People - 30.03.2016 - 00:00 

Rights and questions relating to working from home

Many companies allow their employees to work from home. But what are the rights and obligations of employees and employers? In his doctoral thesis, Pascal Domenig explored home office work from a legal perspective.

31 March 2016. Many companies give their employees the opportunity to work from home. Yet there are still no legal guidelines governing this form of working. Neither has the jurisdiction paid any particular attention to this flexible way of working so far. Pascal Domenig explored these issues in his doctoral thesis "Home-Office-Arbeit als besondere Erscheinungsform im Einzelarbeitsverhältnis".

Who is liable in the event of an accident?

With several years' professional experience as a lawyer and legal counsel, Domenig opted to produce his doctoral thesis on the topic of home offices. Who bears the costs when an employee works from home? Who is liable if an accident occurs while an employee is working from home? The employee, or the employer? The liability situation is different compared to working on the employer’s premises. At home, the employee carries out their professional activities in an environment that is primarily designed for personal use. "My thesis is the first to provide comprehensive answers to these and other questions relating to home office work," says Domenig.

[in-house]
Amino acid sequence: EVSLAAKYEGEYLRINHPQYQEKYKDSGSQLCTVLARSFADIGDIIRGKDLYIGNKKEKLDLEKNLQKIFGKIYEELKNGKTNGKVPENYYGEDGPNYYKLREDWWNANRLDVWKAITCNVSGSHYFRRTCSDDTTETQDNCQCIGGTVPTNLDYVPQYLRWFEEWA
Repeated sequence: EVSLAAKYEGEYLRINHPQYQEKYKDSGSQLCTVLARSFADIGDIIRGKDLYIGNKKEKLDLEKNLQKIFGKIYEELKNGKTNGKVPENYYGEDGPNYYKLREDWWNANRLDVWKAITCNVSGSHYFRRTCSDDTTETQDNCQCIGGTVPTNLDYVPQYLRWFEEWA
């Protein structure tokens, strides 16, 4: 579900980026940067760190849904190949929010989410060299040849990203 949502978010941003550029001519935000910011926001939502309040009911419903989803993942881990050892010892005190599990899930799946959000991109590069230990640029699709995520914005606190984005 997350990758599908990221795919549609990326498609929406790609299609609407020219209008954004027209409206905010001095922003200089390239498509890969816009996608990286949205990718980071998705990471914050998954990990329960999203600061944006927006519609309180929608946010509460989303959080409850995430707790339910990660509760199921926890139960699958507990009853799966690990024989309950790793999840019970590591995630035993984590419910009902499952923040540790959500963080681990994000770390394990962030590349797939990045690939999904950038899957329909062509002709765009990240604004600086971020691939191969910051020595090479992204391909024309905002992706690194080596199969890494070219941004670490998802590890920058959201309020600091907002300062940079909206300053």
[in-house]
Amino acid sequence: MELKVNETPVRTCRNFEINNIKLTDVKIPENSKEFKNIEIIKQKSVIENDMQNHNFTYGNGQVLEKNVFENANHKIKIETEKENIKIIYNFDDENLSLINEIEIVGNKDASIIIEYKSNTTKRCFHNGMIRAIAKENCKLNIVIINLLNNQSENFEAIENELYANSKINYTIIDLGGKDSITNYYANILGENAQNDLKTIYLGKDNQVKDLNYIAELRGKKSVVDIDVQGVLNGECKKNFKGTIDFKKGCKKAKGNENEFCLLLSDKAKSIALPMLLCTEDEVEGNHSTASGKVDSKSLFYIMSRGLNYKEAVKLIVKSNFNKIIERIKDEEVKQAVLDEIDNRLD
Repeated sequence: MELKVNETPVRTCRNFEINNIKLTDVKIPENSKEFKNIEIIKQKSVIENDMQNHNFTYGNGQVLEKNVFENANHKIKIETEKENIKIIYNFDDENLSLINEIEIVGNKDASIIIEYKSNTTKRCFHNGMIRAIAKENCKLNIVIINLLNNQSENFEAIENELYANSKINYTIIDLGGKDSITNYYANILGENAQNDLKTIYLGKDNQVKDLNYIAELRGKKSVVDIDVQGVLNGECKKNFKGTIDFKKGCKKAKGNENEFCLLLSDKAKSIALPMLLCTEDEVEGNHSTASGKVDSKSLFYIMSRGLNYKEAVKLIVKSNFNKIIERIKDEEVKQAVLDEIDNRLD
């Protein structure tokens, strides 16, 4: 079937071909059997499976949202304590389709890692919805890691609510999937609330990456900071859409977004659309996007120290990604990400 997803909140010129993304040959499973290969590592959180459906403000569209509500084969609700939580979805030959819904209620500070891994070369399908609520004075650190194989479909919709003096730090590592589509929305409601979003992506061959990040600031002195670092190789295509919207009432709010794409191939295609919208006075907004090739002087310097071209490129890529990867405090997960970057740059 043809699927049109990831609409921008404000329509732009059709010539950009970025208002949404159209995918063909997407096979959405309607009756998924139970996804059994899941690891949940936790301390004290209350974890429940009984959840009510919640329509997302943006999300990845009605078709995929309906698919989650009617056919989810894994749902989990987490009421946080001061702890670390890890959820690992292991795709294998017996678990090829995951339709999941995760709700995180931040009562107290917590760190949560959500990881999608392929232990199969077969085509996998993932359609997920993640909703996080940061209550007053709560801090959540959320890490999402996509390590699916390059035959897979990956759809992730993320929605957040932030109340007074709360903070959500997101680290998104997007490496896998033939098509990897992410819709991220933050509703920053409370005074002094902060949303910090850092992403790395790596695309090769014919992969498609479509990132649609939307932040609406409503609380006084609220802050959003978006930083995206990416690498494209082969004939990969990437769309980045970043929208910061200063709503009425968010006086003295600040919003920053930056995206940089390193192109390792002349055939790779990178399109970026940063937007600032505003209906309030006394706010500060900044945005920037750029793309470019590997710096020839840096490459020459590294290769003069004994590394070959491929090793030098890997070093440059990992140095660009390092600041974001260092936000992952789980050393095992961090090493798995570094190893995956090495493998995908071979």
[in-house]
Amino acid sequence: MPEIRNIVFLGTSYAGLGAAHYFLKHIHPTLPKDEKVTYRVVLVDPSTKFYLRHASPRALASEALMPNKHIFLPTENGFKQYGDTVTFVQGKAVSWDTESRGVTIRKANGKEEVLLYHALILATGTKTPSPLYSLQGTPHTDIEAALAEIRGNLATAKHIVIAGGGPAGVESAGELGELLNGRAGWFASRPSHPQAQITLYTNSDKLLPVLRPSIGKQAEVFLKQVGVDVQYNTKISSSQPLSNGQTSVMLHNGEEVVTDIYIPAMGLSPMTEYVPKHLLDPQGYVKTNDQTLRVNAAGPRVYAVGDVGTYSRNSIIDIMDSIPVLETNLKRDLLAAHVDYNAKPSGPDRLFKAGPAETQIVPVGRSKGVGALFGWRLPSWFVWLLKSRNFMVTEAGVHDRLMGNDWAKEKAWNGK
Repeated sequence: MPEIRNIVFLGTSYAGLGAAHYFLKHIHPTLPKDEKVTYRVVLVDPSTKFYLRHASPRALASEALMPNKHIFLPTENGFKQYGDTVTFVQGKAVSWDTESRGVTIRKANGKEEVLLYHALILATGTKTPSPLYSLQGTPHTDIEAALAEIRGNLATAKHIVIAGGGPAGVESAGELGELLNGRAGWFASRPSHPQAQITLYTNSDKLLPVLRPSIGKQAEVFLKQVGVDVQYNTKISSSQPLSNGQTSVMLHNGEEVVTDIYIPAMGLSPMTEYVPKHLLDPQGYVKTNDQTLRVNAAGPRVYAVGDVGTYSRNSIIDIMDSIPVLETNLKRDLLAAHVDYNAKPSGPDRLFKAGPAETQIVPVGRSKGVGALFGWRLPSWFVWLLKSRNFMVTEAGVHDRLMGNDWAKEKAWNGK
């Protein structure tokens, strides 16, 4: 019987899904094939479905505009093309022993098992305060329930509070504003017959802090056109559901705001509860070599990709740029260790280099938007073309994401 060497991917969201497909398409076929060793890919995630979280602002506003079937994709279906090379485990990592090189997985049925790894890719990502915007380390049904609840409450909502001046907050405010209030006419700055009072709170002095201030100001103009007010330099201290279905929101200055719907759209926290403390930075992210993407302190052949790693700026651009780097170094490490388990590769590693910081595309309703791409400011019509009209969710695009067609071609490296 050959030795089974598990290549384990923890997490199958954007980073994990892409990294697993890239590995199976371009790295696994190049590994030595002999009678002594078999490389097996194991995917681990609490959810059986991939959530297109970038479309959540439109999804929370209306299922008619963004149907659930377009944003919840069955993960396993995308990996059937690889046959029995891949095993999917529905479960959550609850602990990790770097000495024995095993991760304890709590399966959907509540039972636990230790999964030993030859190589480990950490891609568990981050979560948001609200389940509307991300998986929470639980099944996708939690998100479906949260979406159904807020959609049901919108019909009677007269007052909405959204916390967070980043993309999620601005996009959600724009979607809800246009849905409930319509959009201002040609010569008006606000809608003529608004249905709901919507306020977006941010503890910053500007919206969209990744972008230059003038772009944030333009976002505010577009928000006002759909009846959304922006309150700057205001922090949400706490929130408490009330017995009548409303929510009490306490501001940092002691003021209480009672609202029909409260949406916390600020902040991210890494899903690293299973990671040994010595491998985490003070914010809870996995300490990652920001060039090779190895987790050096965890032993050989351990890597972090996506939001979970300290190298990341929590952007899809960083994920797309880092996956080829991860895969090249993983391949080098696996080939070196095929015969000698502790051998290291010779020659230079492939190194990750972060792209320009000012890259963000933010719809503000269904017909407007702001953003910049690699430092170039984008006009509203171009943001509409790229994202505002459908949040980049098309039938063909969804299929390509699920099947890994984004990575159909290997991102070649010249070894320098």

Disruptions when working from home

As well as costs and liability, Domenig addressed the issue of disruptions. "If an employee working from home suffers a power cut, the employer is liable as long as the employee was not at fault," says Domenig. The same applies if the internet connection goes down. This is because, the employer is responsible for ensuring that the employee can complete their work from home. Although the employee is often responsible for setting up the required infrastructure, this in no way extends the scope of their legal responsibility. In fact, this is simply how the employer chooses to run their business.

Doctoral thesis on legal matters relating to home offices

Matters become slightly more complicated when it comes to rules regarding cross-border workers. If the employee is resident in an EU or EFTA country, it is essential to record how many hours are spent working from home. In certain circumstances this may lead to a liability for social security tax in the employee's country of residence. "Provisions for home office work must therefore be stipulated in a contract," says Domenig, who summarised these findings in his doctoral thesis. This guide for businesses and employees not only clarifies legal issues relating working from home, it also includes a checklist, a sample employment contract and a home office policy.

Discover our special topics